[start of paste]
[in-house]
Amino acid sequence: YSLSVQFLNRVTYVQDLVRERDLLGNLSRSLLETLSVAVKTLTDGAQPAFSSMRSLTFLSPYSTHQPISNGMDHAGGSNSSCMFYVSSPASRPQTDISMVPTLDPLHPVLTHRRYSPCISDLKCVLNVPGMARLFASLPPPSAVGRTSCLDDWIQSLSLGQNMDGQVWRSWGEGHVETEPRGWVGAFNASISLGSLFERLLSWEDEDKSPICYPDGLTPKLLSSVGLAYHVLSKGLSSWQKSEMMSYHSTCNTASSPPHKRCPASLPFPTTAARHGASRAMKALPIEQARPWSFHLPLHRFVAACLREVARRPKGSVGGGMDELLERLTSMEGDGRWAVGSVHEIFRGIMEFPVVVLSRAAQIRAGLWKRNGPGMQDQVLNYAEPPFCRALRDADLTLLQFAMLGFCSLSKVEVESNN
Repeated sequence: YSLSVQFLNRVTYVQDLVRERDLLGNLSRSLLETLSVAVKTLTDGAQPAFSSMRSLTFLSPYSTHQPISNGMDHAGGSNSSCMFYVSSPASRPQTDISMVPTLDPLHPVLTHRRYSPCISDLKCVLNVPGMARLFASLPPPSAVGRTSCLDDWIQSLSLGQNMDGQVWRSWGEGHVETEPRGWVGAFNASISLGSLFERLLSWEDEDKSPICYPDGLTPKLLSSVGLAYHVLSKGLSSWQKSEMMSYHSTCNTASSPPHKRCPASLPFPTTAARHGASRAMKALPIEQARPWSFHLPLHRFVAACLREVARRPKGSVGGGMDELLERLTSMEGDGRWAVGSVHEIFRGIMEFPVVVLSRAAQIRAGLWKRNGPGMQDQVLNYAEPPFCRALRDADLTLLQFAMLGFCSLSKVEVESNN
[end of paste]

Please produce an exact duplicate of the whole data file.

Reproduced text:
[in-house]
Amino acid sequence: YSLSVQFLNRVTYVQDLVRERDLLGNLSRSLLETLSVAVKTLTDGAQPAFSSMRSLTFLSPYSTHQPISNGMDHAGGSNSSCMFYVSSPASRPQTDISMVPTLDPLHPVLTHRRYSPCISDLKCVLNVPGMARLFASLPPPSAVGRTSCLDDWIQSLSLGQNMDGQVWRSWGEGHVETEPRGWVGAFNASISLGSLFERLLSWEDEDKSPICYPDGLTPKLLSSVGLAYHVLSKGLSSWQKSEMMSYHSTCNTASSPPHKRCPASLPFPTTAARHGASRAMKALPIEQARPWSFHLPLHRFVAACLREVARRPKGSVGGGMDELLERLTSMEGDGRWAVGSVHEIFRGIMEFPVVVLSRAAQIRAGLWKRNGPGMQDQVLNYAEPPFCRALRDADLTLLQFAMLGFCSLSKVEVESNN
Repeated sequence: YSLSVQFLNRVTYVQDLVRERDLLGNLSRSLLETLSVAVKTLTDGAQPAFSSMRSLTFLSPYSTHQPISNGMDHAGGSNSSCMFYVSSPASRPQTDISMVPTLDPLHPVLTHRRYSPCISDLKCVLNVPGMARLFASLPPPSAVGRTSCLDDWIQSLSLGQNMDGQVWRSWGEGHVETEPRGWVGAFNASISLGSLFERLLSWEDEDKSPICYPDGLTPKLLSSVGLAYHVLSKGLSSWQKSEMMSYHSTCNTASSPPHKRCPASLPFPTTAARHGASRAMKALPIEQARPWSFHLPLHRFVAACLREVARRPKGSVGGGMDELLERLTSMEGDGRWAVGSVHEIFRGIMEFPVVVLSRAAQIRAGLWKRNGPGMQDQVLNYAEPPFCRALRDADLTLLQFAMLGFCSLSKVEVESNN